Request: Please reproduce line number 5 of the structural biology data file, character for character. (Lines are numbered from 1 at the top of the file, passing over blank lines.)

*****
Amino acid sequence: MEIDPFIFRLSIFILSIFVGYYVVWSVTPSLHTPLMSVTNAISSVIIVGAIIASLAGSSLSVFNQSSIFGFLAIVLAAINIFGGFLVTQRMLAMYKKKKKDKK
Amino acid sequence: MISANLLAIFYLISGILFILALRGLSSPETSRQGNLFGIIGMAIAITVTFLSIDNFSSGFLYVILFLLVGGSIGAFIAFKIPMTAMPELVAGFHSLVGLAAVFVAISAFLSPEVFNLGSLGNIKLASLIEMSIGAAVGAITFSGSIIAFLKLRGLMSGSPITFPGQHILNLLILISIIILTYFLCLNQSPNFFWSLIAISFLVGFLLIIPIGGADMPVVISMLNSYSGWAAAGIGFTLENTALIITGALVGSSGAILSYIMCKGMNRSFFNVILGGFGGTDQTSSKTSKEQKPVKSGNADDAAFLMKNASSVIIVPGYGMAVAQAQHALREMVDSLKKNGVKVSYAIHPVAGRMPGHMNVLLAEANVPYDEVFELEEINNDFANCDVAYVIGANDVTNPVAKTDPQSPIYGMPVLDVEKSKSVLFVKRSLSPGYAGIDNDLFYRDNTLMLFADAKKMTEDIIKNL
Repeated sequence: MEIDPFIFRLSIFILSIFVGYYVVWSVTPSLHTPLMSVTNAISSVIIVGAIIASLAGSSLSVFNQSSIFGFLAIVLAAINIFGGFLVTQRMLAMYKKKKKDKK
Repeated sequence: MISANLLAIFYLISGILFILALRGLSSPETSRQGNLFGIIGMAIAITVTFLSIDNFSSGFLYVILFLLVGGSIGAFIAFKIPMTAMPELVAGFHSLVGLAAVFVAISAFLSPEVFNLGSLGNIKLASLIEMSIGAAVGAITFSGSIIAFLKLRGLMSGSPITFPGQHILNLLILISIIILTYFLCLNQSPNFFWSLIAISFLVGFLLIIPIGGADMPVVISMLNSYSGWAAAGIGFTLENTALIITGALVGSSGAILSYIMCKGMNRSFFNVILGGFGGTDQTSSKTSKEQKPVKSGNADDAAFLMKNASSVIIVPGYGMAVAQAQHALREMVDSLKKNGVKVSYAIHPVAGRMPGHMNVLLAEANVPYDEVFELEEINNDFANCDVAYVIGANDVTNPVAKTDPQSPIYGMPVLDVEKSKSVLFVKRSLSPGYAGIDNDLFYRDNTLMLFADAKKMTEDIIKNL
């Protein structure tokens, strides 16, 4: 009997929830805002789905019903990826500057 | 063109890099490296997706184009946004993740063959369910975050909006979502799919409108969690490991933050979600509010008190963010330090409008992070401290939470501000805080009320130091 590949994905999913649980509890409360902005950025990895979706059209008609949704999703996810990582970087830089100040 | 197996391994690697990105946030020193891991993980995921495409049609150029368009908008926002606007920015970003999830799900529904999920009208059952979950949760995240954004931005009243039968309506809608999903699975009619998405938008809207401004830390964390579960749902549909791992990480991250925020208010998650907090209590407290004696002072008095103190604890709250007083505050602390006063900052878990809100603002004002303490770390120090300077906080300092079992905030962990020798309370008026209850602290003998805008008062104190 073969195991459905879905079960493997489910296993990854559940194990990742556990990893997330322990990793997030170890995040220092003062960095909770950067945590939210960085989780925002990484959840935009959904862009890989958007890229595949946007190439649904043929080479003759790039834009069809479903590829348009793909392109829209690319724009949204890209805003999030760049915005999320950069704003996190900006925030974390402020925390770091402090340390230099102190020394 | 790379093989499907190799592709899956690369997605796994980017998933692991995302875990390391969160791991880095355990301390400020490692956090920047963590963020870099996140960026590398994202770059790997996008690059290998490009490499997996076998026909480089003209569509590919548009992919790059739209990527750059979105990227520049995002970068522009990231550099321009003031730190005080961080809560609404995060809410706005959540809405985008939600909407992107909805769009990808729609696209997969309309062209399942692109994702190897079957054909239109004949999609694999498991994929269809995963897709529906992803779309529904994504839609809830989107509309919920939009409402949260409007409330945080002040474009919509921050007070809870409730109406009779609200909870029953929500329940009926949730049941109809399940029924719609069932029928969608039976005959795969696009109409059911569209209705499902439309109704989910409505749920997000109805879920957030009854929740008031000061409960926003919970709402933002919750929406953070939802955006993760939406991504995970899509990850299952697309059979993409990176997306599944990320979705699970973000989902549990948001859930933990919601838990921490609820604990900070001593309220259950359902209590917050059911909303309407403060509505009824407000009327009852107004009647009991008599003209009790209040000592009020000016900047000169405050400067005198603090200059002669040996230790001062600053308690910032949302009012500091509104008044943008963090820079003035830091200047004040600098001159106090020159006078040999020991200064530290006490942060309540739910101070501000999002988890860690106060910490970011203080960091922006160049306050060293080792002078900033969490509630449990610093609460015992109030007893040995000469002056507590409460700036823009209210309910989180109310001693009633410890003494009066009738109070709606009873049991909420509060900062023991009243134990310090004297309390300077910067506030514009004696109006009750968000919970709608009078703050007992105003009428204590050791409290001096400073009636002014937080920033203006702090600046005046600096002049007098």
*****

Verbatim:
């Protein structure tokens, strides 16, 4: 009997929830805002789905019903990826500057 | 063109890099490296997706184009946004993740063959369910975050909006979502799919409108969690490991933050979600509010008190963010330090409008992070401290939470501000805080009320130091 590949994905999913649980509890409360902005950025990895979706059209008609949704999703996810990582970087830089100040 | 197996391994690697990105946030020193891991993980995921495409049609150029368009908008926002606007920015970003999830799900529904999920009208059952979950949760995240954004931005009243039968309506809608999903699975009619998405938008809207401004830390964390579960749902549909791992990480991250925020208010998650907090209590407290004696002072008095103190604890709250007083505050602390006063900052878990809100603002004002303490770390120090300077906080300092079992905030962990020798309370008026209850602290003998805008008062104190 073969195991459905879905079960493997489910296993990854559940194990990742556990990893997330322990990793997030170890995040220092003062960095909770950067945590939210960085989780925002990484959840935009959904862009890989958007890229595949946007190439649904043929080479003759790039834009069809479903590829348009793909392109829209690319724009949204890209805003999030760049915005999320950069704003996190900006925030974390402020925390770091402090340390230099102190020394 | 790379093989499907190799592709899956690369997605796994980017998933692991995302875990390391969160791991880095355990301390400020490692956090920047963590963020870099996140960026590398994202770059790997996008690059290998490009490499997996076998026909480089003209569509590919548009992919790059739209990527750059979105990227520049995002970068522009990231550099321009003031730190005080961080809560609404995060809410706005959540809405985008939600909407992107909805769009990808729609696209997969309309062209399942692109994702190897079957054909239109004949999609694999498991994929269809995963897709529906992803779309529904994504839609809830989107509309919920939009409402949260409007409330945080002040474009919509921050007070809870409730109406009779609200909870029953929500329940009926949730049941109809399940029924719609069932029928969608039976005959795969696009109409059911569209209705499902439309109704989910409505749920997000109805879920957030009854929740008031000061409960926003919970709402933002919750929406953070939802955006993760939406991504995970899509990850299952697309059979993409990176997306599944990320979705699970973000989902549990948001859930933990919601838990921490609820604990900070001593309220259950359902209590917050059911909303309407403060509505009824407000009327009852107004009647009991008599003209009790209040000592009020000016900047000169405050400067005198603090200059002669040996230790001062600053308690910032949302009012500091509104008044943008963090820079003035830091200047004040600098001159106090020159006078040999020991200064530290006490942060309540739910101070501000999002988890860690106060910490970011203080960091922006160049306050060293080792002078900033969490509630449990610093609460015992109030007893040995000469002056507590409460700036823009209210309910989180109310001693009633410890003494009066009738109070709606009873049991909420509060900062023991009243134990310090004297309390300077910067506030514009004696109006009750968000919970709608009078703050007992105003009428204590050791409290001096400073009636002014937080920033203006702090600046005046600096002049007098």